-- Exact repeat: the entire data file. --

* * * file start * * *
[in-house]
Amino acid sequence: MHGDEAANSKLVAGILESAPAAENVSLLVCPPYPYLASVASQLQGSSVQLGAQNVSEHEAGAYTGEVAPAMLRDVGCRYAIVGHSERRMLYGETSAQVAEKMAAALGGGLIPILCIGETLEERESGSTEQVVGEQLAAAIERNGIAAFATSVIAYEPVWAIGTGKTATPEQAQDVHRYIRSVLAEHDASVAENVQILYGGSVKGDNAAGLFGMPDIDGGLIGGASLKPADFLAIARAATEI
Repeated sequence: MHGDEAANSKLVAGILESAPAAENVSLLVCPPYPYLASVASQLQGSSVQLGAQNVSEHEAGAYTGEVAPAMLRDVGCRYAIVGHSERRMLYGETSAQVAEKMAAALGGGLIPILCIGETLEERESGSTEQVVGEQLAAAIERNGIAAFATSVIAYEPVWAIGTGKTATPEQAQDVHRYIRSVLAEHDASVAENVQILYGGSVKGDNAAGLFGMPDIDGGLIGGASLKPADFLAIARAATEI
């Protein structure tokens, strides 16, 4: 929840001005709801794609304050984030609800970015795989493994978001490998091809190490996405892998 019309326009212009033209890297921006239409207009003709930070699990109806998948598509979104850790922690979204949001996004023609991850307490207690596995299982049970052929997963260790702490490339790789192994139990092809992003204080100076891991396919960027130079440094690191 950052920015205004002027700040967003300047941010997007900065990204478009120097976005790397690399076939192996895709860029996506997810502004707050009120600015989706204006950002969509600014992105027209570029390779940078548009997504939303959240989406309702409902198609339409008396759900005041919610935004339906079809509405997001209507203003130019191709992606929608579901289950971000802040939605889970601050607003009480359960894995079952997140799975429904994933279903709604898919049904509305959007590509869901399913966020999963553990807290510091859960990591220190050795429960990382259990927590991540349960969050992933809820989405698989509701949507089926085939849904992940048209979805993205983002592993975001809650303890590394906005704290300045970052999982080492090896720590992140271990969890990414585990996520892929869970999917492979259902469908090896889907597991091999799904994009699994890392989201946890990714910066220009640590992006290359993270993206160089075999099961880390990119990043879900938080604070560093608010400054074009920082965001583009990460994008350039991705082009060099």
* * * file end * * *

[in-house]
Amino acid sequence: MHGDEAANSKLVAGILESAPAAENVSLLVCPPYPYLASVASQLQGSSVQLGAQNVSEHEAGAYTGEVAPAMLRDVGCRYAIVGHSERRMLYGETSAQVAEKMAAALGGGLIPILCIGETLEERESGSTEQVVGEQLAAAIERNGIAAFATSVIAYEPVWAIGTGKTATPEQAQDVHRYIRSVLAEHDASVAENVQILYGGSVKGDNAAGLFGMPDIDGGLIGGASLKPADFLAIARAATEI
Repeated sequence: MHGDEAANSKLVAGILESAPAAENVSLLVCPPYPYLASVASQLQGSSVQLGAQNVSEHEAGAYTGEVAPAMLRDVGCRYAIVGHSERRMLYGETSAQVAEKMAAALGGGLIPILCIGETLEERESGSTEQVVGEQLAAAIERNGIAAFATSVIAYEPVWAIGTGKTATPEQAQDVHRYIRSVLAEHDASVAENVQILYGGSVKGDNAAGLFGMPDIDGGLIGGASLKPADFLAIARAATEI
């Protein structure tokens, strides 16, 4: 929840001005709801794609304050984030609800970015795989493994978001490998091809190490996405892998 019309326009212009033209890297921006239409207009003709930070699990109806998948598509979104850790922690979204949001996004023609991850307490207690596995299982049970052929997963260790702490490339790789192994139990092809992003204080100076891991396919960027130079440094690191 950052920015205004002027700040967003300047941010997007900065990204478009120097976005790397690399076939192996895709860029996506997810502004707050009120600015989706204006950002969509600014992105027209570029390779940078548009997504939303959240989406309702409902198609339409008396759900005041919610935004339906079809509405997001209507203003130019191709992606929608579901289950971000802040939605889970601050607003009480359960894995079952997140799975429904994933279903709604898919049904509305959007590509869901399913966020999963553990807290510091859960990591220190050795429960990382259990927590991540349960969050992933809820989405698989509701949507089926085939849904992940048209979805993205983002592993975001809650303890590394906005704290300045970052999982080492090896720590992140271990969890990414585990996520892929869970999917492979259902469908090896889907597991091999799904994009699994890392989201946890990714910066220009640590992006290359993270993206160089075999099961880390990119990043879900938080604070560093608010400054074009920082965001583009990460994008350039991705082009060099």